The much anticipated decision overturned the NLRB’s 2007 Register Guard decision and adopted a presumption that employees are entitled to use their employer’s email system to engage in Section 7 activity while on nonworking time, absent a showing by the employer of special circumstances that justify specific restrictions.
In 2007, the National Labor Relations Board (NLRB) issued The Guard Publishing Company d/b/a The Register-Guard, 351 NLRB 1110 (2007), holding that an employer does not violate Section 7 of the National Labor Relations Act by maintaining a policy that limits the use of electronic communications systems for “nonjob-related solicitations.” The NLRB held that employees had “no statutory right to use the [employer’s] e-mail system for Section 7 matters” and reasoned that an employer has a property right to “regulate and restrict employee use of company property,” including its electronic communications. Likening computer systems to any other communication device, the NLRB extended to computer systems the principle that allows an employer to restrict for Section 7 purposes other forms of communication, such as bulletin boards, telephones, and copy machines.
The Purple Communications Decision
In Purple Communications, the NLRB rejects the Register Guard holding as relying too heavily on employers’ property rights and adopts “a presumption that employees who have been given access to the employer’s email system in the course of their work are entitled to use the system to engage in statutorily protected discussions about their terms and conditions of employment while on nonworking time, absent a showing by the employer of special circumstances that justify specific restrictions.” Relying on the evolving and increasing role of email as “a critical means of communication” and information sharing, the NLRB differentiated email systems from other employer communications-related equipment and deemed email as effectively “a ‘natural gathering place,’ pervasively used for employee-to-employee conversations.” An employer has the burden of rebutting the presumption by showing that “special circumstances necessary to maintain production or discipline justify restricting employees’ rights.”
The NLRB articulated certain limitations to its decision. Employers are not required to provide email access to employees; the presumption applies only to those employees to whom the employer has already granted access. The decision does not require that employers grant nonemployees access to email systems. The NLRB acknowledged that, although likely a rare occurrence, an employer may justify a total ban on nonwork use of email, including Section 7 use, if the employer is able to demonstrate that the ban is necessary to maintain production or discipline. Absent special circumstances that justify a total ban on nonwork use of email, an employer may apply limitations and controls on its email system to the extent that they are necessary to maintain production and discipline or to prevent interference with the email system’s efficient functioning, as long as the restrictions are uniform and consistently enforced.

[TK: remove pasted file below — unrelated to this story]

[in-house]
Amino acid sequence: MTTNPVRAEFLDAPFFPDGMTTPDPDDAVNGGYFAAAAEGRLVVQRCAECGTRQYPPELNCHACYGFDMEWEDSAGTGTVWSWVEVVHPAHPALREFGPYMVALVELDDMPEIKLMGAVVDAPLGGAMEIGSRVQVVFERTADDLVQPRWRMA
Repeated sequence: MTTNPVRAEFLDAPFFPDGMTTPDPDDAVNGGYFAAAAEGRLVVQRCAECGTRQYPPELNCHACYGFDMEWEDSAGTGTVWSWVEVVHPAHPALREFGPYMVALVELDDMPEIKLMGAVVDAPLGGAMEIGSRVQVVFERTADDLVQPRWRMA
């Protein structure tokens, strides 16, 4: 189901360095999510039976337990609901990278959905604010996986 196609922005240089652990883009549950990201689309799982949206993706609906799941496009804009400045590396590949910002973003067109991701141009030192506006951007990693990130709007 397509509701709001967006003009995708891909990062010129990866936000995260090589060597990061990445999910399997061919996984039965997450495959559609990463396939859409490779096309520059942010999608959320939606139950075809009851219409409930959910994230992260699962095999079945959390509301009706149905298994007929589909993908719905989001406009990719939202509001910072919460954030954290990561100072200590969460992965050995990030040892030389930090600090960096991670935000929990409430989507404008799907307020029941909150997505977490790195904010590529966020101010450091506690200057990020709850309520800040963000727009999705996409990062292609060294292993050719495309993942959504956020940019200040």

For example, the NLRB specifically wrote that the Purple Communications decision does not prevent an employer from prohibiting “large email attachments or audio/video segments” if the attachments interfere with the email system. The NLRB also wrote that its decision does not prevent employers from monitoring computers and email systems for “legitimate management reasons, such as ensuring productivity and preventing email use for purposes of harassment or other activities that could give rise to employer liability.”
Notably, the NLRB will apply the Purple Communications decision retroactively to cases currently pending. It reasoned that employers with email policies impacted by the decision have the ability to rebut the presumption on remand by presenting evidence of relevant special circumstances, which lessens any potential injustice caused by retroactive application of the new standard.
With the rise of nonemail avenues for engaging in union organizing on social media, and given employers’ ability to access email communications made on their own systems, it is questionable whetherPurple Communications will have a significant workplace impact. However, particularly in light of the NLRB’s recent focus on employer handbook policies, employers should review and update electronic-use policies that globally prohibit nonwork use of employer email systems and ensure that any restrictions on the use of email systems are justified by and can be demonstrably connected to special circumstances. Employers should also notify employees that their use of their workplace email system could be monitored consistent with the guidance articulated in Purple Communications.